The English or British Bulldog is an old breed of dog originally developed on the British Isles. Ancient Mastiffs from Asia are believed to have been used to establish the core of the breed. The early Mastiffs were known for their ferocity and their ability to bring down aggressive prey. The first English Bulldogs were bred in the 13th century for “Bull baiting” and dog fighting. The goal was to develop a breed that was nearly insensitive to pain. With their short muzzle and wide lower jaw, bulldogs were able to clamp down on a bull’s nose like a vise thereby incapacitating their victim. When dog fighting was banned in England in 1835, a group of breed fanciers banded together and reinvented the breed by eliminating the aggressive nature from the early English bulldogs. The bulldog was tamed by adding Pug traits to the breed thereby transforming the bulldog from a bull fighter to a family oriented pet with a laid back personality.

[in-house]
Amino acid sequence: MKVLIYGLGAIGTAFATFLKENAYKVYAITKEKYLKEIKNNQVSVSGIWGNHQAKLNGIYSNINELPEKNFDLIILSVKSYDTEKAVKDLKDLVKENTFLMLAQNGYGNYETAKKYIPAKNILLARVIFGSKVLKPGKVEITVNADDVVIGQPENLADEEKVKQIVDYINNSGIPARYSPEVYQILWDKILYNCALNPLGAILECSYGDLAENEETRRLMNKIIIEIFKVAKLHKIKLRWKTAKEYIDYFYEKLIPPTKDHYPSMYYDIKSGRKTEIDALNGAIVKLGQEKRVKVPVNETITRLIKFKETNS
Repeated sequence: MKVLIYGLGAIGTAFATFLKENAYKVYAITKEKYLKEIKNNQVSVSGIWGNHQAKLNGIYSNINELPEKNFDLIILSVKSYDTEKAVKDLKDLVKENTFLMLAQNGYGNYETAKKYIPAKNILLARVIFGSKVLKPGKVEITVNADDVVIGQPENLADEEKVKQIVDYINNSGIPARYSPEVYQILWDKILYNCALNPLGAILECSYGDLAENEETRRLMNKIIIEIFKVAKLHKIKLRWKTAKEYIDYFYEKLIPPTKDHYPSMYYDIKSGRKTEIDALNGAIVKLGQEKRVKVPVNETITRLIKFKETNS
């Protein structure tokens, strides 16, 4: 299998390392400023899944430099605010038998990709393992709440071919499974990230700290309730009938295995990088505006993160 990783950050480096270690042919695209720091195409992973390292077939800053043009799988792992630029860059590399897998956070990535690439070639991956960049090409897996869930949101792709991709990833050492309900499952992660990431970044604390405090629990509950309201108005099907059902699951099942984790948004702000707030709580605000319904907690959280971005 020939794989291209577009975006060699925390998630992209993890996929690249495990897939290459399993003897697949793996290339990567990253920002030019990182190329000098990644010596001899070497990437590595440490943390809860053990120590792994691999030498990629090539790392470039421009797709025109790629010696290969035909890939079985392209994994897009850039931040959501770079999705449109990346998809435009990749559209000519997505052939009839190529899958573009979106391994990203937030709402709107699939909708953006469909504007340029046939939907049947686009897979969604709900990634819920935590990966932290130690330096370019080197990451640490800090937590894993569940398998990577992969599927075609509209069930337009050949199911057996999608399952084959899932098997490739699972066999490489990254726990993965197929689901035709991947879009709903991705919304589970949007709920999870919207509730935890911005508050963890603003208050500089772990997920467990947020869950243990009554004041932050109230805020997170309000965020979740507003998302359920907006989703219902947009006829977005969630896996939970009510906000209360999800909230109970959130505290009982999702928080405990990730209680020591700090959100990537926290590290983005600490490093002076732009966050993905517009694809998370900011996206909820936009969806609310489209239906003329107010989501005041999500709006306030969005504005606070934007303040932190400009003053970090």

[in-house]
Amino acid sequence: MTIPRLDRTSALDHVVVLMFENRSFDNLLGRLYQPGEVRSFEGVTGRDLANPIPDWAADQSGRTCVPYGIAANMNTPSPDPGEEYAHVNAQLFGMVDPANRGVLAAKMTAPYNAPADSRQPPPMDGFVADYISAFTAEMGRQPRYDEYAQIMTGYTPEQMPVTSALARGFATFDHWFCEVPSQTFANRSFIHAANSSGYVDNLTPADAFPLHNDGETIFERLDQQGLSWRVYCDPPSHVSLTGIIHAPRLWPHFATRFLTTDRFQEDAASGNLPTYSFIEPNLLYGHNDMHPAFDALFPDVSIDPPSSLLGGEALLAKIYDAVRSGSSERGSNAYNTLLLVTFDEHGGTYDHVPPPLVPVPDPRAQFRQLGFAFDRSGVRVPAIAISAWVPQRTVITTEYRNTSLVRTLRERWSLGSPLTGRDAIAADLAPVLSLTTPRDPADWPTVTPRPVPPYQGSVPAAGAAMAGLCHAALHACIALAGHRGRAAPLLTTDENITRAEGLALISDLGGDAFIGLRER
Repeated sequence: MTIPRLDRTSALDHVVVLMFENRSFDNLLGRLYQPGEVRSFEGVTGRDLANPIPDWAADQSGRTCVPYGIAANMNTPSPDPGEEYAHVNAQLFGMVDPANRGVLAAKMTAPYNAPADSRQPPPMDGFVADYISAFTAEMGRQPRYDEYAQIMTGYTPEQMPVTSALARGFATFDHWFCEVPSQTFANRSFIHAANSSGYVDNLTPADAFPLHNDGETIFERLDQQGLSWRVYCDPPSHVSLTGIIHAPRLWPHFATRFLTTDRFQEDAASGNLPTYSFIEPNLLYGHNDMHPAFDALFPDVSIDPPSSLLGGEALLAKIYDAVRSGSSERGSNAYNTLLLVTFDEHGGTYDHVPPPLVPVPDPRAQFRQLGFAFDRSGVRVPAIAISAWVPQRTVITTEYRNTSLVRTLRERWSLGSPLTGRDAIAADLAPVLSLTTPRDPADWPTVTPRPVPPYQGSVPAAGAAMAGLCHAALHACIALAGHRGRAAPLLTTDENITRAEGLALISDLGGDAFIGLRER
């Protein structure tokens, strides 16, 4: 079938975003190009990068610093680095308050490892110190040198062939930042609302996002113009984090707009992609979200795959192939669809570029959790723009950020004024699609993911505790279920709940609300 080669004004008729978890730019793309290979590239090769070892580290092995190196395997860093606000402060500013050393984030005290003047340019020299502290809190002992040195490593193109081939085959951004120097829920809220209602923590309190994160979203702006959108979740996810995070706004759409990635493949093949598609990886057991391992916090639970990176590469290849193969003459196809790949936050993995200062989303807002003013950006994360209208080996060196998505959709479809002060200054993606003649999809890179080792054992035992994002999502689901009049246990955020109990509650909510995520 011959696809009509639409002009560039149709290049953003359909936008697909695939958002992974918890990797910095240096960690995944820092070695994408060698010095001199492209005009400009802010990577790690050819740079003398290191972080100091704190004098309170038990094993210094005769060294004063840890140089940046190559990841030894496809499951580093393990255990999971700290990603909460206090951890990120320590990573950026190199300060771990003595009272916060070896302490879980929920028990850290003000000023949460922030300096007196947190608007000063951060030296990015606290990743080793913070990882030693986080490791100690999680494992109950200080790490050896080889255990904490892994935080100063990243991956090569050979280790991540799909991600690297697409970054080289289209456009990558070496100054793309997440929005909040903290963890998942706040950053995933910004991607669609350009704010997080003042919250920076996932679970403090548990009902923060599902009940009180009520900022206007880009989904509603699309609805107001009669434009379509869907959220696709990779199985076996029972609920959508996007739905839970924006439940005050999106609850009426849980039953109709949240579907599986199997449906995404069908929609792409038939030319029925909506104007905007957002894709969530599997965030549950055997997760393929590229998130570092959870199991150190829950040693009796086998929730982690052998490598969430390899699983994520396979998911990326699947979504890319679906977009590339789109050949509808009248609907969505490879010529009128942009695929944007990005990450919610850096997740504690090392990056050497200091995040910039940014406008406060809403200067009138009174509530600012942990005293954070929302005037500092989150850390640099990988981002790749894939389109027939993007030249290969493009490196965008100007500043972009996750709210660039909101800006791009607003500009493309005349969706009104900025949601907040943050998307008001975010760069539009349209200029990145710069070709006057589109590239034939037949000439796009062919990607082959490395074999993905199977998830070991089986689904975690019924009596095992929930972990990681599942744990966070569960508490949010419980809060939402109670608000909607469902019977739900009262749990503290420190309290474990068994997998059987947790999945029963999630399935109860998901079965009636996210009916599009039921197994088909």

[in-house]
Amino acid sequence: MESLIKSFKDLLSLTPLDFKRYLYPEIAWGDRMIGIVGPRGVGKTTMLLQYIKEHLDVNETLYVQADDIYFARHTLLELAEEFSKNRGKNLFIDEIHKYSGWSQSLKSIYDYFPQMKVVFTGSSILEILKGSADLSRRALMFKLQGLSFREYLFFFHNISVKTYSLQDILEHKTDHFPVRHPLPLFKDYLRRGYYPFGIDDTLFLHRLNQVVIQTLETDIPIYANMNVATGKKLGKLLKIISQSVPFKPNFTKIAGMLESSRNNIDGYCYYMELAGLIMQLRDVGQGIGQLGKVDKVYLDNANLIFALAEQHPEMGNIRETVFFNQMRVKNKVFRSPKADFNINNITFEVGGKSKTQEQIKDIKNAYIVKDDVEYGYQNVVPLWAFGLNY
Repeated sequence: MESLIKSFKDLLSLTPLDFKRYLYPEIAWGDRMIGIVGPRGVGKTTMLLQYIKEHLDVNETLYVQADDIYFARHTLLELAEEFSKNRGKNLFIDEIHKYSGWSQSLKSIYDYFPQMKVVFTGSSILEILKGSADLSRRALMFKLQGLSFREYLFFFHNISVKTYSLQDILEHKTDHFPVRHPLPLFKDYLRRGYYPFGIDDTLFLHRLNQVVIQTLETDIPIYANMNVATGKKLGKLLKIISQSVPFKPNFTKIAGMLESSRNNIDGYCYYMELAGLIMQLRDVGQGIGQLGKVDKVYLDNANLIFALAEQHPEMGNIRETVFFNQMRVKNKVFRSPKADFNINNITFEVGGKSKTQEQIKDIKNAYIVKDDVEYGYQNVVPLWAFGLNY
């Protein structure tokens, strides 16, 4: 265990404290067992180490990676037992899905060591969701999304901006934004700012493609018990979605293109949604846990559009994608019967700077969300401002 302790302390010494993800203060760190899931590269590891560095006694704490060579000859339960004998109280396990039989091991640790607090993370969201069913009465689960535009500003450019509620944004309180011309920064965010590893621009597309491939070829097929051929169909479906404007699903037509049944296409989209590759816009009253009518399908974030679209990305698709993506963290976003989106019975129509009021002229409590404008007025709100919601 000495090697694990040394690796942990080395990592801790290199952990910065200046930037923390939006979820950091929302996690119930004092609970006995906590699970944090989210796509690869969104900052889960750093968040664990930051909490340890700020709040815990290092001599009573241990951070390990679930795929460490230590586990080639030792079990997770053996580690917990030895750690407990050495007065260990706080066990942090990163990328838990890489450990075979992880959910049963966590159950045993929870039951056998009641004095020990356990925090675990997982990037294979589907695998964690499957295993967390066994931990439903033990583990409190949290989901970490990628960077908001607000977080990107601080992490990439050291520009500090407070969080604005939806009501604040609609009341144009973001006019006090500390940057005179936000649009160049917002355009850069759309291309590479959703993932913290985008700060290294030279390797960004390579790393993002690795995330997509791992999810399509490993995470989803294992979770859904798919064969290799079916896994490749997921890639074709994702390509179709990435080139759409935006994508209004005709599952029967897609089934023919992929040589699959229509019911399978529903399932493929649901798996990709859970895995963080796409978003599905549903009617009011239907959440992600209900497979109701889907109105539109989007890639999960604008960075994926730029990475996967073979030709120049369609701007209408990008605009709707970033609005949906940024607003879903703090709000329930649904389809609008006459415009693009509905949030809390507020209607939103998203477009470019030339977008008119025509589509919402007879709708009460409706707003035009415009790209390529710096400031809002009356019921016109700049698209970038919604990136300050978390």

The English bulldog is now one of the top 10 most popular breeds in the United States since 2007. In fact numerous College and Universities make use of the English bulldog as their official mascots. The English bulldog is a medium sized dog ranging in size from 40 to 50 pounds and stands 12 to 14 inches in height. The AKC has recognized the English bulldog in the non-sporting group since 1886. This breed is not a good choice for obedience training since they reportedly scored low on the intelligence scale. Some claim that the low rating in intelligence is actually due to a stubborn streak. As a breed, the English bulldog is highly food motivated. This breed is a loyal family pet that requires little mantance and as an adult often prefers to be the perfect couch potato and bed buddy if you can overlook the snoring and drooling.